INDIANAPOLIS - On Saturday as Hoosiers celebrated the first official day of summer, Department of Natural Resources officials were warning them to stay alert about the dangers of drowning.
Statewide drowning numbers are on pace to match last year, according to DNR officials, and nearly half of this year's victims have been children.
Members of the Pike Township Dive Team used Saturday to train lifesaving skills at Eagle Creek Reservoir.
They worked to sharpen critical skills needed to respond to emergencies in the water – rescues where every second counts.
At a playground nearby, parents like Jim Phillips kept a close eye on their kids.
"I think a lot of it is just keeping eyes on them, making sure they don't get away from us," Phillips said.
Fellow dad David Smith agreed.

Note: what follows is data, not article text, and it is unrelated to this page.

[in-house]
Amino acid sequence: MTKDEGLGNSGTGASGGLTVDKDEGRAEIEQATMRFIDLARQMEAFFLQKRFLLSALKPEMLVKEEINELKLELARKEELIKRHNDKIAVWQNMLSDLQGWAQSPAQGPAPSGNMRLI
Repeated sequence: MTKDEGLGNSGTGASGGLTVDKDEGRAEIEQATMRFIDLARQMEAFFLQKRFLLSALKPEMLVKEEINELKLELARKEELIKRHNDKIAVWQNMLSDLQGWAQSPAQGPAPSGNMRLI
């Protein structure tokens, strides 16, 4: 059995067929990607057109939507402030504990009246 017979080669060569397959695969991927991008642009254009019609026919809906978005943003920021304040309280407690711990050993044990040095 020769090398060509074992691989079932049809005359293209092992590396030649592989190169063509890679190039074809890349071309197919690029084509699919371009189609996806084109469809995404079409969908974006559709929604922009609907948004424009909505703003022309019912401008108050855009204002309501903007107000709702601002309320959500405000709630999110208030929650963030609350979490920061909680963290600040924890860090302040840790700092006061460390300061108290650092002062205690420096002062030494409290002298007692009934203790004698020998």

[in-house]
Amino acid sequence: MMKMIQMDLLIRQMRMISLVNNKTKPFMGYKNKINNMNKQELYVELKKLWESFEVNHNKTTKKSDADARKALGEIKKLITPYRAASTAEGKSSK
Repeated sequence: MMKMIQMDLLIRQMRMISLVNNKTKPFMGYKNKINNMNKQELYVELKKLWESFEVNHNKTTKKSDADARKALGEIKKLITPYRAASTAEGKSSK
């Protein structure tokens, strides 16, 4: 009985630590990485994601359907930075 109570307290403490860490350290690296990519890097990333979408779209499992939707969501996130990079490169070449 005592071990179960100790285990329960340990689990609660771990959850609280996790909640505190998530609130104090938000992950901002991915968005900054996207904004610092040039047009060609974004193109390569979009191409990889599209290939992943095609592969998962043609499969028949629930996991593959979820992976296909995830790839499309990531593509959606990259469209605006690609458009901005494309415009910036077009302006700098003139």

"I just make sure I know right where they are at all times, because my kids are 6, 4 and 2, but they're fast," Smith said. "I don't turn my back."
The DNR reports a dozen of the drowning victims this year have been children – already four times greater than the number of children who drowned during all of last year.
Two of those drownings happened this month in the Big Blue River in Edinburgh.
"A lot of the drownings are preventable," said DNR Officer Jet Quillen. "You need to evaluate the situation and say, 'Am I a strong swimmer? Do I have someone with me?'"
The DNR says a lack of close supervision can increase the risk of drowning. So can an inability to swim. Swimming lessons are recommended for children 4 and older.
Last year, a total of 56 drownings occurred in Indiana, according to DNR officials.
The Centers for Disease Control recommend that adults learn CPR. The CDC says such training could save a person's life in the time it takes paramedics to arrive on scene.
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